After the death of Domitar Zvonimir, Ladislaus I of Hungary was the strongest candidate for the throne, but the Croatian lords struggled for independence from Hungary. Following the death of the last Croat king Petar Svacic in the defeat at the Gvozd hill in 1097 to Coloman of Hungary, they eventually recognized him as the common king for Croatia and Hungary in a treaty of 1102 (often referred to as the Pacta Conventa), thus making a personal union with Hungary. The two crowns would remain connected until the end of World War I.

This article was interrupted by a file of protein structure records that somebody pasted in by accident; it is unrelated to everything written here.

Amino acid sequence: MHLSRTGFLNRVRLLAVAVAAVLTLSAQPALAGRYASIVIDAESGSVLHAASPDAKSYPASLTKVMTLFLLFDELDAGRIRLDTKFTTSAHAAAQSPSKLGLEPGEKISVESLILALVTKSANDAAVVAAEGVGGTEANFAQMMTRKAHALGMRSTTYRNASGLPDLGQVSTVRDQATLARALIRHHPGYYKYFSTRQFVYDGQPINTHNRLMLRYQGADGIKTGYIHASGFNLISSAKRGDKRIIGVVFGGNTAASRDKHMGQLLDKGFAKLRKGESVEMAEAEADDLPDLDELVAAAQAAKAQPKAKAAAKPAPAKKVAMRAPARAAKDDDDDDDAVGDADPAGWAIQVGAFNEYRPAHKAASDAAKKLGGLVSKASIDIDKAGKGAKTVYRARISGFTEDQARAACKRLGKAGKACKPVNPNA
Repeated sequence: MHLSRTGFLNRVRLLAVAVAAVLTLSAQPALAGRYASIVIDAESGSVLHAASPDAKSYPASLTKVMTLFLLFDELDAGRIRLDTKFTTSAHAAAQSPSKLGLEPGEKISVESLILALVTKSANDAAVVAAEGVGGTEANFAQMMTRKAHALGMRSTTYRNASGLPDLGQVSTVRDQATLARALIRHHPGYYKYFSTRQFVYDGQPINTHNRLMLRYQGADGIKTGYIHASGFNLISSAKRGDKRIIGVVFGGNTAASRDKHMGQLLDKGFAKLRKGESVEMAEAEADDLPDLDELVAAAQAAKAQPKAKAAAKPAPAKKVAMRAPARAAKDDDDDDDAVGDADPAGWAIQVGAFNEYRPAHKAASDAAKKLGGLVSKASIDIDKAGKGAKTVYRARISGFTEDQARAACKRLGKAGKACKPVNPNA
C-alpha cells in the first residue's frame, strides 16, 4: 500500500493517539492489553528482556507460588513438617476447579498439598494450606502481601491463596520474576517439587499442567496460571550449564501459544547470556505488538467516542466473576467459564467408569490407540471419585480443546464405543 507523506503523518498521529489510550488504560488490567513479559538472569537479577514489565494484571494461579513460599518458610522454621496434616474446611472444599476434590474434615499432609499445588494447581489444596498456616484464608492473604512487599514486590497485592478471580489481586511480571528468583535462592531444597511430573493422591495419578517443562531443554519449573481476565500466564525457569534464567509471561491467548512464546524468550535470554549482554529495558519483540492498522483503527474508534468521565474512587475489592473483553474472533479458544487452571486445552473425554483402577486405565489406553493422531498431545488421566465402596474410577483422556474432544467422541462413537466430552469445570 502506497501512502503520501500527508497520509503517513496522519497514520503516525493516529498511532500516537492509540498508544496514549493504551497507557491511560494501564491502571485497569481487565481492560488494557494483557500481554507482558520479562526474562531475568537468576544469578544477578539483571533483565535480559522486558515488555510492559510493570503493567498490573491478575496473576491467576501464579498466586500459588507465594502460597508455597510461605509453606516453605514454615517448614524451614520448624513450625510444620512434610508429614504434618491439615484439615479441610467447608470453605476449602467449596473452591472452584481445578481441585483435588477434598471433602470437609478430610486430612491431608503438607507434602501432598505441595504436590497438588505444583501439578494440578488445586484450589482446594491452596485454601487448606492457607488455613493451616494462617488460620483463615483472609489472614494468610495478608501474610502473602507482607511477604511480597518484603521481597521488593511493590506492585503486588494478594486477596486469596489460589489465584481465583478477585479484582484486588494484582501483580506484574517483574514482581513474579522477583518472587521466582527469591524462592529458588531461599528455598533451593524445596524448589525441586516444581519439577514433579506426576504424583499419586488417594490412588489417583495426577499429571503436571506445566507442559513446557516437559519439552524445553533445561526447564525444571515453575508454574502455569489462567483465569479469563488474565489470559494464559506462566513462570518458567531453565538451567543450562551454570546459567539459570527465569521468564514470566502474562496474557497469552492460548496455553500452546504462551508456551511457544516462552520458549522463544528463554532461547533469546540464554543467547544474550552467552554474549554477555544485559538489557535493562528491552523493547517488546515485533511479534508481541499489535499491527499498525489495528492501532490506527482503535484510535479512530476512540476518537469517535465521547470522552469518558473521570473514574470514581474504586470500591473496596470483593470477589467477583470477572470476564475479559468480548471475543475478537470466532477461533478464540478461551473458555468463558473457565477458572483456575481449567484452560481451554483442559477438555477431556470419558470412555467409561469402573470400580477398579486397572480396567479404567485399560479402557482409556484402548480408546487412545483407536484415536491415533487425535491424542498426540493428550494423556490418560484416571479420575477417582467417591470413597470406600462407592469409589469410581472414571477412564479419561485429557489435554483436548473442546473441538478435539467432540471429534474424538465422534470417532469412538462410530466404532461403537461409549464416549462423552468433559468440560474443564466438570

The Constitutional Court (Ustavni sud) of the Republic of Croatia decides on the constitutionality of laws and has the right to repeal a law it finds unconstitutional. It also can impeach the president. The body is made up of 13 judges on 8-year term. The president of the Constitutional Court is elected by the court for a 4-year term

By the 1840s, the movement had moved from cultural goals to resisting Hungarian political demands. By the royal order of January 11, 1843, originating from the chancellor Metternich, the use of the Illyrian name and insignia in public was forbidden. This deterred the movement's progress but it couldn't stop the changes in the society that had already started.

A change of leadership was far from a solution to the war with the Turks, in fact, the Ottoman Empire gradually expanded in the 16th century to include most of Slavonia, western Bosnia and Lika.